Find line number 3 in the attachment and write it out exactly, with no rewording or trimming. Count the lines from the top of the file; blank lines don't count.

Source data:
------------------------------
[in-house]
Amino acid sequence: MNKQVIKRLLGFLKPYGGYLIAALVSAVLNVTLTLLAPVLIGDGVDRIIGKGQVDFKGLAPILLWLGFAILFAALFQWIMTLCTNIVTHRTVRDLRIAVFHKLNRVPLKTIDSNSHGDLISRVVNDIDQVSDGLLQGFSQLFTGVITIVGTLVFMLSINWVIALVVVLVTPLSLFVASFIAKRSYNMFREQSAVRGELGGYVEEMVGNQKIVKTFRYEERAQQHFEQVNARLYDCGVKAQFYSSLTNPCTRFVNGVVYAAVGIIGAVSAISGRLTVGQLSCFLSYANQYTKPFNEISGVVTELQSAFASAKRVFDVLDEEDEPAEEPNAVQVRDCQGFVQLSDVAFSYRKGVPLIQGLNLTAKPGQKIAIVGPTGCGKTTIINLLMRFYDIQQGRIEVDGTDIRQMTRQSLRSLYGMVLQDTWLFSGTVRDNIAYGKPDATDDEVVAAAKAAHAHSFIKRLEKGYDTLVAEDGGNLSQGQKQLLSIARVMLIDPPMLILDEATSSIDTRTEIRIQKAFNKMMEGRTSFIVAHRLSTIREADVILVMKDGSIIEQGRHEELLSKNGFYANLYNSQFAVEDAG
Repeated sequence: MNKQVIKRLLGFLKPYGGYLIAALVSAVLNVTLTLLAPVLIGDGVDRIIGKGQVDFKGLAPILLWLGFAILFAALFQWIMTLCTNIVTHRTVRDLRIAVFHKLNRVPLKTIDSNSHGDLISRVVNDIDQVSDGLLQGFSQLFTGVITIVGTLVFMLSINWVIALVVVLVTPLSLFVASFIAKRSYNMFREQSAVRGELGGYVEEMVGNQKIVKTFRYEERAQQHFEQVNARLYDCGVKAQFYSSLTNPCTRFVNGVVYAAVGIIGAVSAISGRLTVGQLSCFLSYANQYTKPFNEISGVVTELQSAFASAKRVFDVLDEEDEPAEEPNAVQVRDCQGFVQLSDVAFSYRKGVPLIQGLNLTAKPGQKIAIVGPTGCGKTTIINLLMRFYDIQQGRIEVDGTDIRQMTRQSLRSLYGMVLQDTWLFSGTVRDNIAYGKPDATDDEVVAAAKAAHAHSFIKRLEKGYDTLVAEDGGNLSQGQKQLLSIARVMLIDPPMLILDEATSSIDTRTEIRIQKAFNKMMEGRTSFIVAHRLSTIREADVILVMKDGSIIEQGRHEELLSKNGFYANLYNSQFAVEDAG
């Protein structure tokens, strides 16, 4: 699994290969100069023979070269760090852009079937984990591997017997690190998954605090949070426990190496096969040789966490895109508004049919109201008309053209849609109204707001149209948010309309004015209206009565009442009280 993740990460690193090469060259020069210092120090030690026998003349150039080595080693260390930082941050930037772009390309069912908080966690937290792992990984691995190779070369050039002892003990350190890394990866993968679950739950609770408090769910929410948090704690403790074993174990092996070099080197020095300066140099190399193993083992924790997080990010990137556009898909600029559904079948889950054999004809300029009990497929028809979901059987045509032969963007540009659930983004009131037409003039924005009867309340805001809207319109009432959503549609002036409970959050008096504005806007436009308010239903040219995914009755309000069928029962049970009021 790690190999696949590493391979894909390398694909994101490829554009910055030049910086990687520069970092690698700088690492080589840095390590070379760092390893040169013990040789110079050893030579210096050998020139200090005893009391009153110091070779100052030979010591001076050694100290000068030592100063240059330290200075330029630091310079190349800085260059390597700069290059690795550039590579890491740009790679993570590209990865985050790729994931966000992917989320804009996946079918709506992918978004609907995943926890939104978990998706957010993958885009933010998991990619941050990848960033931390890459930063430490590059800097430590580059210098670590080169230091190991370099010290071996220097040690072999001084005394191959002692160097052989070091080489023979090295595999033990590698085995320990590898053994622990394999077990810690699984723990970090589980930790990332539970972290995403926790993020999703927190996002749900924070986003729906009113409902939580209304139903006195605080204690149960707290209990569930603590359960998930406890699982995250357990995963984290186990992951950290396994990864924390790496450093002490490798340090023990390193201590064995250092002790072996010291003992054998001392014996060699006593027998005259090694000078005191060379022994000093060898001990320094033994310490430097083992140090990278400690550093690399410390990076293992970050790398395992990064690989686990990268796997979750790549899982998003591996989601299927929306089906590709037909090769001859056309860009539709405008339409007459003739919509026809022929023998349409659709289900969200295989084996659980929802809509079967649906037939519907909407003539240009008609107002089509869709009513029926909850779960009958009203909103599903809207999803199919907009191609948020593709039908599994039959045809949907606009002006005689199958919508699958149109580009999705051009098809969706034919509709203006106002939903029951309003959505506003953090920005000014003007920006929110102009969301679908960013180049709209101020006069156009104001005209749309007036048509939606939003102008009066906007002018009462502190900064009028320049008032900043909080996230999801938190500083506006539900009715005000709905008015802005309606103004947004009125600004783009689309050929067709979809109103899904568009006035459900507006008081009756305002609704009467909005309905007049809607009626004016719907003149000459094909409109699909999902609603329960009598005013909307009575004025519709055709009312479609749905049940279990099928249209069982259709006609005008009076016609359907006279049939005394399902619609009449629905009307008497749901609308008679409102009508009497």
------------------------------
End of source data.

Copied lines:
Repeated sequence: MNKQVIKRLLGFLKPYGGYLIAALVSAVLNVTLTLLAPVLIGDGVDRIIGKGQVDFKGLAPILLWLGFAILFAALFQWIMTLCTNIVTHRTVRDLRIAVFHKLNRVPLKTIDSNSHGDLISRVVNDIDQVSDGLLQGFSQLFTGVITIVGTLVFMLSINWVIALVVVLVTPLSLFVASFIAKRSYNMFREQSAVRGELGGYVEEMVGNQKIVKTFRYEERAQQHFEQVNARLYDCGVKAQFYSSLTNPCTRFVNGVVYAAVGIIGAVSAISGRLTVGQLSCFLSYANQYTKPFNEISGVVTELQSAFASAKRVFDVLDEEDEPAEEPNAVQVRDCQGFVQLSDVAFSYRKGVPLIQGLNLTAKPGQKIAIVGPTGCGKTTIINLLMRFYDIQQGRIEVDGTDIRQMTRQSLRSLYGMVLQDTWLFSGTVRDNIAYGKPDATDDEVVAAAKAAHAHSFIKRLEKGYDTLVAEDGGNLSQGQKQLLSIARVMLIDPPMLILDEATSSIDTRTEIRIQKAFNKMMEGRTSFIVAHRLSTIREADVILVMKDGSIIEQGRHEELLSKNGFYANLYNSQFAVEDAG